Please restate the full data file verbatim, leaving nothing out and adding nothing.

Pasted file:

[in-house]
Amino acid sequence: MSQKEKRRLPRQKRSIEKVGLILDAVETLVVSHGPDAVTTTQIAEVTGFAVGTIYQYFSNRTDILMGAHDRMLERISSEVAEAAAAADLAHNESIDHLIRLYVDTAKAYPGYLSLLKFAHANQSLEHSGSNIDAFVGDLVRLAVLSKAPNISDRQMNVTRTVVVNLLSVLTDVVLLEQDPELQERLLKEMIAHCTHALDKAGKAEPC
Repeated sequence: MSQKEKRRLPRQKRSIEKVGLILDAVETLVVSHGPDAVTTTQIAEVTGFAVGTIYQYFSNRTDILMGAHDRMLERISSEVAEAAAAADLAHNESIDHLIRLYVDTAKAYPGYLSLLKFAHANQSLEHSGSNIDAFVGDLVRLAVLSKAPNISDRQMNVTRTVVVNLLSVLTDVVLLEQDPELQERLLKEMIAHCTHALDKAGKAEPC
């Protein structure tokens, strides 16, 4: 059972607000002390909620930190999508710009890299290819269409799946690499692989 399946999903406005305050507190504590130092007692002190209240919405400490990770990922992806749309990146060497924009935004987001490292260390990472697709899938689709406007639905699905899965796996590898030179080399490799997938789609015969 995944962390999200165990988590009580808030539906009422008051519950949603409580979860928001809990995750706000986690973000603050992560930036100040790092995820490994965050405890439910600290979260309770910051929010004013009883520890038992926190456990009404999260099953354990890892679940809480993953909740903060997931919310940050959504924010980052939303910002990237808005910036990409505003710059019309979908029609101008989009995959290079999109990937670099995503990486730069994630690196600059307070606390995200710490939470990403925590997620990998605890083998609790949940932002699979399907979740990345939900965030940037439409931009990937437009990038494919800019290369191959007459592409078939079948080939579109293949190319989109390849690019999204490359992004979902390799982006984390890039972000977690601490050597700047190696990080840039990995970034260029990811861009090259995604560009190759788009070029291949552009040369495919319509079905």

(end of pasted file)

[in-house]
Amino acid sequence: MSQKEKRRLPRQKRSIEKVGLILDAVETLVVSHGPDAVTTTQIAEVTGFAVGTIYQYFSNRTDILMGAHDRMLERISSEVAEAAAAADLAHNESIDHLIRLYVDTAKAYPGYLSLLKFAHANQSLEHSGSNIDAFVGDLVRLAVLSKAPNISDRQMNVTRTVVVNLLSVLTDVVLLEQDPELQERLLKEMIAHCTHALDKAGKAEPC
Repeated sequence: MSQKEKRRLPRQKRSIEKVGLILDAVETLVVSHGPDAVTTTQIAEVTGFAVGTIYQYFSNRTDILMGAHDRMLERISSEVAEAAAAADLAHNESIDHLIRLYVDTAKAYPGYLSLLKFAHANQSLEHSGSNIDAFVGDLVRLAVLSKAPNISDRQMNVTRTVVVNLLSVLTDVVLLEQDPELQERLLKEMIAHCTHALDKAGKAEPC
């Protein structure tokens, strides 16, 4: 059972607000002390909620930190999508710009890299290819269409799946690499692989 399946999903406005305050507190504590130092007692002190209240919405400490990770990922992806749309990146060497924009935004987001490292260390990472697709899938689709406007639905699905899965796996590898030179080399490799997938789609015969 995944962390999200165990988590009580808030539906009422008051519950949603409580979860928001809990995750706000986690973000603050992560930036100040790092995820490994965050405890439910600290979260309770910051929010004013009883520890038992926190456990009404999260099953354990890892679940809480993953909740903060997931919310940050959504924010980052939303910002990237808005910036990409505003710059019309979908029609101008989009995959290079999109990937670099995503990486730069994630690196600059307070606390995200710490939470990403925590997620990998605890083998609790949940932002699979399907979740990345939900965030940037439409931009990937437009990038494919800019290369191959007459592409078939079948080939579109293949190319989109390849690019999204490359992004979902390799982006984390890039972000977690601490050597700047190696990080840039990995970034260029990811861009090259995604560009190759788009070029291949552009040369495919319509079905």